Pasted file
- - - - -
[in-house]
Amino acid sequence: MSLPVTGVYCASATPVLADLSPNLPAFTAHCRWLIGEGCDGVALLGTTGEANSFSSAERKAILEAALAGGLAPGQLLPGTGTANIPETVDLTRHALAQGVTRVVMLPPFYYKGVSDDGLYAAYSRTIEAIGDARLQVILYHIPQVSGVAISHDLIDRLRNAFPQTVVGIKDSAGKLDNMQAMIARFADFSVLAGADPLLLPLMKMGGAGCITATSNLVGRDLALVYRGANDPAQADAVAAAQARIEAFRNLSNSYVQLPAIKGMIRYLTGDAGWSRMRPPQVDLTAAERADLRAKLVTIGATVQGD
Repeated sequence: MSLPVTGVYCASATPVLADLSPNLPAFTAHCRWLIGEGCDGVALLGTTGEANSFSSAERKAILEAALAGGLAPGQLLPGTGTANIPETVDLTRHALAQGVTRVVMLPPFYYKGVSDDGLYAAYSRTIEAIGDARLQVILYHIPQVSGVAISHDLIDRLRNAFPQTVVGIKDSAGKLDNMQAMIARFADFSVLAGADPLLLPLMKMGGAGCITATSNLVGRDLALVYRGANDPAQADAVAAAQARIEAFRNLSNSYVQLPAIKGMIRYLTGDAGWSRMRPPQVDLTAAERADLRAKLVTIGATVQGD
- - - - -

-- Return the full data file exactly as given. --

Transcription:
[in-house]
Amino acid sequence: MSLPVTGVYCASATPVLADLSPNLPAFTAHCRWLIGEGCDGVALLGTTGEANSFSSAERKAILEAALAGGLAPGQLLPGTGTANIPETVDLTRHALAQGVTRVVMLPPFYYKGVSDDGLYAAYSRTIEAIGDARLQVILYHIPQVSGVAISHDLIDRLRNAFPQTVVGIKDSAGKLDNMQAMIARFADFSVLAGADPLLLPLMKMGGAGCITATSNLVGRDLALVYRGANDPAQADAVAAAQARIEAFRNLSNSYVQLPAIKGMIRYLTGDAGWSRMRPPQVDLTAAERADLRAKLVTIGATVQGD
Repeated sequence: MSLPVTGVYCASATPVLADLSPNLPAFTAHCRWLIGEGCDGVALLGTTGEANSFSSAERKAILEAALAGGLAPGQLLPGTGTANIPETVDLTRHALAQGVTRVVMLPPFYYKGVSDDGLYAAYSRTIEAIGDARLQVILYHIPQVSGVAISHDLIDRLRNAFPQTVVGIKDSAGKLDNMQAMIARFADFSVLAGADPLLLPLMKMGGAGCITATSNLVGRDLALVYRGANDPAQADAVAAAQARIEAFRNLSNSYVQLPAIKGMIRYLTGDAGWSRMRPPQVDLTAAERADLRAKLVTIGATVQGD